How does "after hours" stock trading work?
January 13, 2005 8:35 PM   Subscribe

How does "after hours" stock trading work? Is it something a small time stockholder can take advantage of, or only for the big wheels?

The recent rise of Apple (after the Macworld address and earnings report), for example, happened almost entirely after hours. How can someone who owns a few shares take advantage of this?
posted by aladfar to Work & Money (8 answers total)
 
You can't. You can only sell them at market open the next day. Unless you, say, run a mutual fund with billions of assets. Then you can probably do it, but you wouldn't need AskMeFi to tell you how.
posted by kindall at 9:17 PM on January 13, 2005


Generally, late trading, as it's known, is illegal. (Don't fuck with Spitzer while he's running for governor.) There are certain exemptions, of which I don't know enough about to give you a good explanation. Also, some types of futures trading occurs after hours. Generally, the proletariat is not invited to these parties.
posted by Saucy Intruder at 9:23 PM on January 13, 2005


There's really 2 ways that stocks can be traded after hours: finding people who want to buy or sell a stock after a market closes (this was traditionally large block trades for institutions, but with the rise of the Information Superhighway, it is more open to individual investors) or just trading on global exchanges (London, Tokyo, etc).

And yes, you can trade stocks after hours - depending on whether your broker offers it. It comes with a number of unattractive problems, though.
posted by milkrate at 9:28 PM on January 13, 2005


(The mutual fund late trading scandal is completely different than after hours trading. MF late trading has to do with mutual funds only being priced once per day, at 4pm. If you place an order post-4pm, you are supposed to get the day's ending price. The late trading scandal was giving hedge funds and other high net worth investors today's starting price [the price posted yesterday at 4pm] after today's 4pm deadline. [The other part of it was "market timing", but that's a little different])
posted by milkrate at 9:39 PM on January 13, 2005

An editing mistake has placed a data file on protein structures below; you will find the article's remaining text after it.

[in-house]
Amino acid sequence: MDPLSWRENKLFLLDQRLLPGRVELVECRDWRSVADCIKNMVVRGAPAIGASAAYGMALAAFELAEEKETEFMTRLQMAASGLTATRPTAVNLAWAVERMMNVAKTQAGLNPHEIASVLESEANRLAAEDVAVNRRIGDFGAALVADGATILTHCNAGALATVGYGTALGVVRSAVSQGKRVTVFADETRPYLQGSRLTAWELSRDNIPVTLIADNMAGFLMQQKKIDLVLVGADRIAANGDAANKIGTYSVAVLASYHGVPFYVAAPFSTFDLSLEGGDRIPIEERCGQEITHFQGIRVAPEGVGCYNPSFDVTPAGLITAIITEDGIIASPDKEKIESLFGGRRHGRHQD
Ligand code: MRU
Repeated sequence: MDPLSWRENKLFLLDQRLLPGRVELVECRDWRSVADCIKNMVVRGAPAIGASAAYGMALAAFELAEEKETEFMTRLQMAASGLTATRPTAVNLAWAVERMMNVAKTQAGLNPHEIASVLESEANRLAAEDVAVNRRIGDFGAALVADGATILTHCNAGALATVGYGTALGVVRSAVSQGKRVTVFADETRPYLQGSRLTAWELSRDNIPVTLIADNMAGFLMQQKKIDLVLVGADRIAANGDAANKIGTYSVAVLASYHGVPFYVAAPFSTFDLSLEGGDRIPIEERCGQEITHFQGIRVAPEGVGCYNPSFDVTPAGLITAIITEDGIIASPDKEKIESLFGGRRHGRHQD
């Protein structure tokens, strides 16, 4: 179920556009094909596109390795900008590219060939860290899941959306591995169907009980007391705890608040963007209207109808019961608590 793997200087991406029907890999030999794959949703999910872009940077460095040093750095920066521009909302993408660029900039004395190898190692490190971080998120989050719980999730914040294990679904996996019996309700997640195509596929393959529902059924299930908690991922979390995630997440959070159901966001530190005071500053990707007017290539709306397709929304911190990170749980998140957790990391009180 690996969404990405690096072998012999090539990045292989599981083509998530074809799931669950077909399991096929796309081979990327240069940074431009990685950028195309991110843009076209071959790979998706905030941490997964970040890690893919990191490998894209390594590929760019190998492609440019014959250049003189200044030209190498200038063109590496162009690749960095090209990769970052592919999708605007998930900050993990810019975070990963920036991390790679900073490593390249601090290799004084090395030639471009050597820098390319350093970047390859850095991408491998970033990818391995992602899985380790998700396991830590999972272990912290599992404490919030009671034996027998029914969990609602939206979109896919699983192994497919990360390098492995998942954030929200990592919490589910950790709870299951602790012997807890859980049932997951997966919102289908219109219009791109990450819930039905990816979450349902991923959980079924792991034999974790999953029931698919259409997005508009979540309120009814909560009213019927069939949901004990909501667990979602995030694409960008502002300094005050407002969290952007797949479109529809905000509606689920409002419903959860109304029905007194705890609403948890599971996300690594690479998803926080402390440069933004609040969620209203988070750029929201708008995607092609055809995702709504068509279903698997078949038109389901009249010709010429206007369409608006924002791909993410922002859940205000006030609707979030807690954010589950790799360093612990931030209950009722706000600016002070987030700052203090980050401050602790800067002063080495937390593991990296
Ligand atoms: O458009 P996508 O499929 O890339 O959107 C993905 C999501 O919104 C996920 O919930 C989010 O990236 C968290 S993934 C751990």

Thanks for the link milkrate, it was helpful.

But I still don't understand what's happening in these after hours trades. If the stock exchange itself is closed, how are the trades set up and executed? Why do some tickers track after hours prices while others don't?
posted by aladfar at 10:53 PM on January 13, 2005


i know etrade lets you do it
posted by reverendX at 10:55 PM on January 13, 2005


You're right, thanks for the clarification. I was thinking in terms of trading after hours to take advantage of news released after the floor is closed. Generally, in that case the trade shouldn't execute until the next morning (by which time the news will already have affected the price).
posted by Saucy Intruder at 10:57 PM on January 13, 2005


The after hours market is just basically a set of private markets. You don't need to trade stock on an open exchange, though it does provide you with some nice services - you could sell your shares by putting an ad in the newspaper, use one of these private markets, etc.

There's a few of these places, but the largest is INET (owned by Reuters). Here's a list.

Orders are matched by the individual operation - i.e. you place an order on INET that gets matched up with an offsetting order on INET.

In contrast, if you placed an order while the exchange was open, you would benefit from having an entire world of buyers and sellers to get the best possible price.

Here's an FAQ that may help you.
posted by milkrate at 1:26 AM on January 14, 2005


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